Recent research, now published in the journal Public Management Review, shows that the tight division between public and private services is not realistic and privatization of services does not automatically bring cost savings. Centralization is worthwhile, however: Large municipalities and municipalities providing services through joint municipal authorities often have lower costs.
The research results and the practical experience of the profitability of privatization of social welfare and health care services are contradictory.
For this reason, Aalto University School of Business professor Katri Kauppi and postdoctoral researcher Suvituulia Taponen from the University of Helsinki wanted to thoroughly examine how social welfare and health care services are organized in practice in Finnish municipalities and how the costs differ between the production methods of different services.
For the purposes of the research, they analyzed how the production of ten different social welfare and health care services had been organized in the 309 municipalities of Finland in 2016–2019 and whether the production method had a connection to the size of the municipality, proportion of urban areas and population structure or the costs of the services.
“The research shows that no municipality relies on purely public or private provision of social welfare and health care services. Instead, methods are combined and the same service can be produced in different ways,” says Katri Kauppi.
Based on the analysis, Kauppi and Taponen divided the municipalities into five groups:
1. Collaborators (Kumppanit in Finnish)
The municipality mainly procures the services from a joint municipal authority, typically approximately 95 percent.
2. Supplementers (Täydentäjät)
The municipality supplements its own service provision by purchasing services mainly from the private sector and other third parties. These municipalities buy, for example, 42 percent from companies in housing services for persons with disabilities and 43 percent from special services for substance abuse services. In this group, a lot of child protection services are purchased, approximately 72 percent of the service production. The figures are averages of 2019 data.
3. Purchasers (Hankkijat)
Purchasers are small municipalities with less than 20,000 inhabitants that are obliged by the act on municipal and service structure reform (169/2007) (in Finnish) to co-operate in service production. These municipalities purchase a significant proportion of their services from so-called host municipalities. Their production methods vary by service. In addition to their own production, the production methods include purchases from joint municipal authorities, municipalities and companies.
4. Privatizers (Yksityistäjät)
Very small municipalities produce few of their own services. They purchase a significant amount of their services from companies and partly from other public actors.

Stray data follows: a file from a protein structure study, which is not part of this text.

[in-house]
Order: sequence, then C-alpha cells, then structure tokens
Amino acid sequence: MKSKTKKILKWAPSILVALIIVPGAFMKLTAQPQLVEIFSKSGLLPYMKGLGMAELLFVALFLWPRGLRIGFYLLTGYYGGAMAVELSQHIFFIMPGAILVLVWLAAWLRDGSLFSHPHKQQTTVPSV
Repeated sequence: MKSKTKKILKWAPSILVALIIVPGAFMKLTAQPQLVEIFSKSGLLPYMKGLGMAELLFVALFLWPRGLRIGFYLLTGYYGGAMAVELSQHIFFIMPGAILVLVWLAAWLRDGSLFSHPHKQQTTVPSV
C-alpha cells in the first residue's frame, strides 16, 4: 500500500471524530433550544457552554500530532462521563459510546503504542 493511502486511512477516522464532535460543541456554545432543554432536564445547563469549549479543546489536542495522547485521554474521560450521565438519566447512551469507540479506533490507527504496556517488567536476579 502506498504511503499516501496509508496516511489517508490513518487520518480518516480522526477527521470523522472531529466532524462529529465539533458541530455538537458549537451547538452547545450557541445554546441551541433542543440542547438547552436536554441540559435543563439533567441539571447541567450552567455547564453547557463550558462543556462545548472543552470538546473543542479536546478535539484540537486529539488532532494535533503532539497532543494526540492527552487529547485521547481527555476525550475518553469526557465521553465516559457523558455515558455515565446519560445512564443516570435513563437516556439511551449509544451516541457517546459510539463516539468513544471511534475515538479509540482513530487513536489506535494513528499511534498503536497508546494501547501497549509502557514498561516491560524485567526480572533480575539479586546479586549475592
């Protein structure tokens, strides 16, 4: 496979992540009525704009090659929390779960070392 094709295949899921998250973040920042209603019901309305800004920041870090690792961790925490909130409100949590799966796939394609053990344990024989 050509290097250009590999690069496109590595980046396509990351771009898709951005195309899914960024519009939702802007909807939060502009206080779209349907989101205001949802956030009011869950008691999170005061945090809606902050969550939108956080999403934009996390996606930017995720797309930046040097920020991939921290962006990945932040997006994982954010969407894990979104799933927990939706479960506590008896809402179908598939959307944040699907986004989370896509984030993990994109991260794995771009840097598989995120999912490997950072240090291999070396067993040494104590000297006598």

5. Decentralizers (Hajauttajat)
In Decentralizers, production methods vary more than in other municipalities between individual production methods, and there is no clear dominant form. When examining long-term data, many municipalities moved either to or from the Decentralizers group. Decentralizers are likely to be municipalities in the transition phase, and decentralization is part of an intermediate phase in which municipalities are moving from one of the first four models to another.
The research data was collected at the municipal level. For example, the data can show that a municipality bought 90 percent of a certain service from a joint municipal authority. However, the data does not explain how the joint municipal authority had produced its service.
Cost differences smaller than expected
With the exception of Privatizers, service production in almost all municipalities relies on a combination of production methods. Municipalities flexibly combine public and private production, co-operate with other municipalities and purchase services from host municipalities.
Statistically significant differences in service production costs were found. However, the differences were not as significant as could be expected based on the contradictions in the public debate. In many services, Supplementers and Collaborators were able to cover lower costs than others, but not in all services. In 2019, for example, the average cost per inhabitant of outpatient health care services was EUR 461 for Supplementers and EUR 486 for Collaborators, compared to EUR 569 for Decentralizers. The background is likely to be the on average larger size of the Supplementer municipalities and the cost benefits of centralizing with partners.
In addition to the production model, the differences in costs are also explained by age structure: On average, the population of Supplementers is younger than that of other municipalities. The most significant social welfare and health care costs were incurred by the Decentralizer municipalities, which can be explained by the possible costs and overlapping functions related to the transition phase of the service production.
“The research results support the idea of cost-effectiveness of centralized services. When we compared the costs per inhabitant of different services, statistically most of the lower costs were found in Supplementers i.e. large municipalities, and in partners that had brought together the population volumes of several municipalities in a joint municipal authority. The cost-effectiveness of centralized services is one of the objectives of the well-being services counties starting on 1 January 2023,” says Suvituulia Taponen.
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